10/11/2004 4:29 PM ET
Cubs retain all coaches except Kim
Matthews and Clines will switch coaching duties
By Carrie Muskat / MLB.com
CHICAGO -- The Chicago Cubs announced Monday they have retained all of their coaches for 2005 except third base coach Wendell Kim, and that Gary "Sarge" Matthews and Gene Clines have switched duties.
|Gene Clines will take over as the Cubs' hitting coach in 2005. (Brian Bahr/Getty Images)
Matthews will now be the first base coach and be responsible for outfielders and baserunning, while Clines will take over as the hitting coach.
"It's like everything we try to do -- we try to make progress, we try to do what's in the best interest of the ballclub," Cubs general manager Jim Hendry said Monday. "We felt we had to do things differently.
"We appreciate Wendell's efforts and the things he brought to the table, but we felt at this time it was time to make a change," Hendry said.
Kim, 54, was in his second season as the Cubs' third base coach, and picked up the nickname "Wavin' Wendell" for his aggressive baserunning decisions. In a game between the Cubs and White Sox on June 22, 2003, he shouldered the blame, saying he made a mistake sending catcher Damian Miller home in the seventh inning. The Cubs lost, 7-6.
"That's the most thankless job and the hardest job in baseball is the third base coach," Cubs manager Dusty Baker said the next day. "You make four or five great calls and nobody says anything, but you make a couple bad calls and that's what they remember."
Kim and Baker were also together in San Francisco, beginning in 1989.
"It was very difficult," Baker said Monday of the decision to fire Kim. "This is the second time it's happened to Wendell since he's been with me. You have to make tough decisions sometimes. It was equally tough with Gary Matthews."
Matthews, 54, joined the Cubs in 2003 as the hitting coach. He also had served as the hitting coach in Toronto in 1998 and Milwaukee in 2002.
"Obviously, Sarge is a guy who still brings a lot to the table," Hendry said. "He's very well liked and respected man in Chicago and in the clubhouse. We felt he could help in other areas.
"We felt Gene Clines is a quality, quality hitting coach," Hendry said. "We've had numerous calls in the last couple years from teams requesting to interview him as a hitting coach. He's declined to take those interviews even though they've been more prominent and higher-paid. I felt he was somebody we did not want to lose. We certainly wanted to try to make a change here."
The Cubs batted .268 in 2004 and relied on the long ball, leading the National League with a team-record 235 home runs. What can Clines do differently?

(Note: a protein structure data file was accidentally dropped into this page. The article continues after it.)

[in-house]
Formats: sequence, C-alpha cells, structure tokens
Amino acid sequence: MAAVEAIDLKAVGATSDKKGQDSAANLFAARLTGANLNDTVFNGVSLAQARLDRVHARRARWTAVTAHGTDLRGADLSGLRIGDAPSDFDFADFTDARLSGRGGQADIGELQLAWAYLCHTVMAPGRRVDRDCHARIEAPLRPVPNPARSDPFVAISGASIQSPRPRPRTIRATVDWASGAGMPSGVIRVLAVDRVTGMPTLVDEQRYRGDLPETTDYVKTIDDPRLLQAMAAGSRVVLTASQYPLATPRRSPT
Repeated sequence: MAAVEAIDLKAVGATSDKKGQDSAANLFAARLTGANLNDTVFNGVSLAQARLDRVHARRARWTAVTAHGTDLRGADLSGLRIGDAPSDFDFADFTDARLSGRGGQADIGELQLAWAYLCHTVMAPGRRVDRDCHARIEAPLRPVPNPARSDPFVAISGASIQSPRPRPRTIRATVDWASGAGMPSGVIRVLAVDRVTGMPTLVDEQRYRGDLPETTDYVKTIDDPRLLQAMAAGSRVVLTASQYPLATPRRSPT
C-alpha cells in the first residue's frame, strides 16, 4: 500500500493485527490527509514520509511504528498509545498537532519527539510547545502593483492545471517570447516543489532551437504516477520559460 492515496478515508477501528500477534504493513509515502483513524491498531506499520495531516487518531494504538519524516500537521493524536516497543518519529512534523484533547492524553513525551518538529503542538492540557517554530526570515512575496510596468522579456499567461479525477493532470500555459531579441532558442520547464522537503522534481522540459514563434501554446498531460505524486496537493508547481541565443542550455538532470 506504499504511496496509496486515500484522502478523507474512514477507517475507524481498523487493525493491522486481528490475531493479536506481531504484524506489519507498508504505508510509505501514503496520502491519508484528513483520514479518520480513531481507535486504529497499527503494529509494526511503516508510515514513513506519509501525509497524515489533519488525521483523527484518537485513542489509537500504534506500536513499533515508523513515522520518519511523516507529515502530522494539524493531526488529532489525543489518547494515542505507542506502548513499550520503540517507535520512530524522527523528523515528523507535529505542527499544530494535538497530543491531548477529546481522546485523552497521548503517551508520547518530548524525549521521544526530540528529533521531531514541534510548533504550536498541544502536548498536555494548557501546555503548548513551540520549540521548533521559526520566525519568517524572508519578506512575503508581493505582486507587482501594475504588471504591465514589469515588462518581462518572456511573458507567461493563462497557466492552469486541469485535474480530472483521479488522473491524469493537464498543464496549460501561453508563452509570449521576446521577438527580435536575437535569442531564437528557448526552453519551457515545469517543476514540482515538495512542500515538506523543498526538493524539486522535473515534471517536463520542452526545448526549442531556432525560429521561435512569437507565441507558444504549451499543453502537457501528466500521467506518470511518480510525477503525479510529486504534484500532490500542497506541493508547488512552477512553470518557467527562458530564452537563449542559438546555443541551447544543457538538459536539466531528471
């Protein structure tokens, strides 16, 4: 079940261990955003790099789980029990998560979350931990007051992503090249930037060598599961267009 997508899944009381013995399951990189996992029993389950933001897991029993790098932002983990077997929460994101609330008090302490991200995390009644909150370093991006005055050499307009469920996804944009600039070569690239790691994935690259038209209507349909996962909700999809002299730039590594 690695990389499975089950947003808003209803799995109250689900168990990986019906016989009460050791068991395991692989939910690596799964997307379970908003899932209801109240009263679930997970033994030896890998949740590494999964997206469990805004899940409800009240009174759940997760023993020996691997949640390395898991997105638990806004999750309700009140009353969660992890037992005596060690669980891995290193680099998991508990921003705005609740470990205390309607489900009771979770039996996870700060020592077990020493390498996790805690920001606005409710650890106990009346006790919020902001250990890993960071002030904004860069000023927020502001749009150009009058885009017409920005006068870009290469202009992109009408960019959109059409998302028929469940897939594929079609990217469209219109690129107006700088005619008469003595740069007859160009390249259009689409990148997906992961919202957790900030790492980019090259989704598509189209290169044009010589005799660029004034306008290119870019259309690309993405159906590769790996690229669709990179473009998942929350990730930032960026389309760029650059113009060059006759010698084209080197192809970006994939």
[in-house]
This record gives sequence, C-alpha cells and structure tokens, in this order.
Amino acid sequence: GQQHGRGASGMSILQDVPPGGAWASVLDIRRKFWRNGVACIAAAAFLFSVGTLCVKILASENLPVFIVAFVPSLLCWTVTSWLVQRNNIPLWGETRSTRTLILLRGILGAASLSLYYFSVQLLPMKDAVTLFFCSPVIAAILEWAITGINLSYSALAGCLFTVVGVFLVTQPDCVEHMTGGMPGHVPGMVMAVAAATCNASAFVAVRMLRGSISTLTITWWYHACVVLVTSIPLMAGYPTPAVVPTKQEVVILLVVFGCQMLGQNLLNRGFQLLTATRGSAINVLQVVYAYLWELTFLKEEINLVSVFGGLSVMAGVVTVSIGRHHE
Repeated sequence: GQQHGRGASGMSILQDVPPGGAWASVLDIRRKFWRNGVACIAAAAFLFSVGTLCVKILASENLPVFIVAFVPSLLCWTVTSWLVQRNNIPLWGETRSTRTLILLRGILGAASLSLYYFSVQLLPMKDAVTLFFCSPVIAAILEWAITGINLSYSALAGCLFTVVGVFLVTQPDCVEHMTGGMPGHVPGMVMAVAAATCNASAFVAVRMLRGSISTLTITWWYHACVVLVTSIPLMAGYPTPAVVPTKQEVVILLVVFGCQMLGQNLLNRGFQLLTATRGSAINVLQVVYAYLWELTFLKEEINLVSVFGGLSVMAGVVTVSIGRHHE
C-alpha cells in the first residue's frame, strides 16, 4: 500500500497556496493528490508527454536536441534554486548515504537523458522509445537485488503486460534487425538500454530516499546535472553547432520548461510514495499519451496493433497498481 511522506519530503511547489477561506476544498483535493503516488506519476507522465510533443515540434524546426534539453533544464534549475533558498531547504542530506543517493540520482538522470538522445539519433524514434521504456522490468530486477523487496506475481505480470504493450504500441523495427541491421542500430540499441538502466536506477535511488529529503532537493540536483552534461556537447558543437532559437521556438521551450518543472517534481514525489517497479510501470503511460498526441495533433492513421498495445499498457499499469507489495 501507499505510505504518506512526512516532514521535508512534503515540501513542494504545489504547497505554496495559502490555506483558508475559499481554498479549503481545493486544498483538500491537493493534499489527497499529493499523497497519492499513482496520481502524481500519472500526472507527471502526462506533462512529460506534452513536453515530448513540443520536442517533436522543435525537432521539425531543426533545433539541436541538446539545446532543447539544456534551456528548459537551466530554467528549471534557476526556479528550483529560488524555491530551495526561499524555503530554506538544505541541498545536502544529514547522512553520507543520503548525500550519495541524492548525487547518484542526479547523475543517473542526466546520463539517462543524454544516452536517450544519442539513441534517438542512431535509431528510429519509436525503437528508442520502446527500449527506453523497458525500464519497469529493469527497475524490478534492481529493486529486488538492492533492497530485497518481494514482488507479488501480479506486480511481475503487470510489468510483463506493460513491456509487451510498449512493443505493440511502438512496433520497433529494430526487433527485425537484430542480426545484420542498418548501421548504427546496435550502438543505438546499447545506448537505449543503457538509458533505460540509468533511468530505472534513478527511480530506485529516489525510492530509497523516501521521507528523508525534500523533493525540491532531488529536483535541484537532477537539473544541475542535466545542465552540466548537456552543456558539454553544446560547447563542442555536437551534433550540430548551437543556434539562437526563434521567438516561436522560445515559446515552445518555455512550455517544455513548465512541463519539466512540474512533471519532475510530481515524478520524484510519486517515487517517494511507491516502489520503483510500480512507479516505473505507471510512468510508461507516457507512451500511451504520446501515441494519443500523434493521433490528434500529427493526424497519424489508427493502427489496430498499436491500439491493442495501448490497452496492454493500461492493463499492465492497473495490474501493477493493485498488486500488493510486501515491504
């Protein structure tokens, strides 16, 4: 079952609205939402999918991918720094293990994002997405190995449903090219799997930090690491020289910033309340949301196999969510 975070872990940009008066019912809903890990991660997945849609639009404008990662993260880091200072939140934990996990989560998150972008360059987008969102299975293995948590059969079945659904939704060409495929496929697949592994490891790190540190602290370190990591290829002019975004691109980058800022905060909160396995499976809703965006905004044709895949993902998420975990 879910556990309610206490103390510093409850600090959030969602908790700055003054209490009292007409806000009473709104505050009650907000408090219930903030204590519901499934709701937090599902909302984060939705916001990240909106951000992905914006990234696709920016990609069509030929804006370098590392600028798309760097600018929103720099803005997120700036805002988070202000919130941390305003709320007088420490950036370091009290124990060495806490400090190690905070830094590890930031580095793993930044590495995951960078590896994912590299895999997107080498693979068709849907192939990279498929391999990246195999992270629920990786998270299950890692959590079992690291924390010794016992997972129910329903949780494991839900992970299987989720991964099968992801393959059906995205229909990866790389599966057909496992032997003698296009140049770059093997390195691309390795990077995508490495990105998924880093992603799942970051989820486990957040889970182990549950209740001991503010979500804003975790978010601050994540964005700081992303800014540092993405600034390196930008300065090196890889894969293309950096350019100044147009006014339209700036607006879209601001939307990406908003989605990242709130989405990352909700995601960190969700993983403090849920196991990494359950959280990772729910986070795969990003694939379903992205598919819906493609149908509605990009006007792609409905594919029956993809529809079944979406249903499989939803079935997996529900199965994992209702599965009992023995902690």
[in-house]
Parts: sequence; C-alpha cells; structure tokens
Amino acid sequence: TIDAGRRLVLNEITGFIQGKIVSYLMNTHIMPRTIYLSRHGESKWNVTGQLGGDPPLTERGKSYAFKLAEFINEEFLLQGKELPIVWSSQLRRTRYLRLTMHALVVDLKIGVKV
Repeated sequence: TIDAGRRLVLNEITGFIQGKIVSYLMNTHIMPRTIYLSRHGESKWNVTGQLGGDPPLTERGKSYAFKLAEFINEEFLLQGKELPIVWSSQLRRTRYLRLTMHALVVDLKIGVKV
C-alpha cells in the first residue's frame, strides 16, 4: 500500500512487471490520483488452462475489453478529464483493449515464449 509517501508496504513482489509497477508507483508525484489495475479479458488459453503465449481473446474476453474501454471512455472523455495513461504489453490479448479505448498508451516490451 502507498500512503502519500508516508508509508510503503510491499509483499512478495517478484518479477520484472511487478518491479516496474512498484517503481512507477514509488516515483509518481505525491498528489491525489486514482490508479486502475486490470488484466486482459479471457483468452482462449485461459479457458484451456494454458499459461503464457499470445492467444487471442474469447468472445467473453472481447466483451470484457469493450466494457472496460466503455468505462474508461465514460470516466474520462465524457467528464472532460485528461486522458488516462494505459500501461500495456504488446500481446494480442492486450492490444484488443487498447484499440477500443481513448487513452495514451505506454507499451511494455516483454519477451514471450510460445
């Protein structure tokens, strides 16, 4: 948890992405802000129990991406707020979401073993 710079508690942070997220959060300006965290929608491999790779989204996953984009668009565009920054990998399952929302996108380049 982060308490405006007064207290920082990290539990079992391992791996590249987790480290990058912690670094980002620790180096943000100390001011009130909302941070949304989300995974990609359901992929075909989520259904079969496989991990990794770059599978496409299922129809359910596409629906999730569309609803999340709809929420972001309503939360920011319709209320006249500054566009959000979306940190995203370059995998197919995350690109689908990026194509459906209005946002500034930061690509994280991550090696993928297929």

"It depends on the people who are brought in, but it's going to have to change," Clines said. "It's going to have to be a lot more fundamental type, doing the little things, and that's one thing I'm really going to hammer home in Spring Training.
"You've got to check your egos," he said. "We're all looking for one thing, all of us together, to win. You have to do the little things to win. You've got a guy at second base -- you've got to get that guy over."
Clines, 58, was the Houston Astros hitting coach in 1988, and spent six seasons as a hitting coach in the American League with Seattle and Milwaukee before joining the San Francisco Giants in 1995 as the minor league hitting coordinator. He moved up to the big-league team in 1997 and worked with Barry Bonds and Jeff Kent.
"They're very similar," Baker said of Matthews and Clines. "Sometimes you need a different voice. A lot of times, guys can say the same thing, but it will work in different ways.
"I wasn't disatisfied with Sarge, but I had Geno before in San Francisco, and know the quality that Geno brings to the table and the quality that Sarge brings to the table," Baker said. "There's a good chance that they'll be working together. It's just that Geno is more in charge."
"I don't think it'll be a big change philosophically," Hendry said. "Sometimes you just have a feeling that maybe a change in this regard will help."
"There won't be any outrageously different things," Clines said, "but there are some things that I'd like to bring in that I've done in the past and that I'd like to do differently and see if I can get a better response.
"Gary did a good job," Clines continued. "No matter what people are going to say, the last 10 days [of the season] were put under a microscope. All the things that were accomplished before is like a wash and it shouldn't be that way, but that's how people perceive it."
Clines said his No. 1 project is center fielder Corey Patterson.
"He and I have talked a lot," Clines said of the young center fielder, who batted .266 and set career highs with 24 homers and 72 RBIs. "It's just getting the confidence level back up. He was focused on too many other things. He was worried about his strikeouts instead of being natural and letting his natural ability take over."
Patterson whiffed 168 times, tying Sammy Sosa for the fourth-highest total in team history.
"There will be a lot of communication and a lot of patience," Clines said.
Pitching coach Larry Rothschild, bench coach Dick Pole and bullpen coach Juan Lopez will return in the same capacity in 2005. Sonny Jackson also will continue as special assistant to Baker.
"Dusty is a tremendously loyal man," Hendry said. "In a perfect world, you hate to have to make decisions like this. We both felt it was time to try to do something different. You walk a fine line where you don't want people to lose their jobs, but we felt if there were areas that needed improvement, we'd do it."
Hendry will interview candidates for the vacant third base coach job. One candidate to be considered is Triple-A Iowa manager Mike Quade.
Carrie Muskat is a reporter for MLB.com. This story was not subject to the approval of Major League Baseball or its clubs.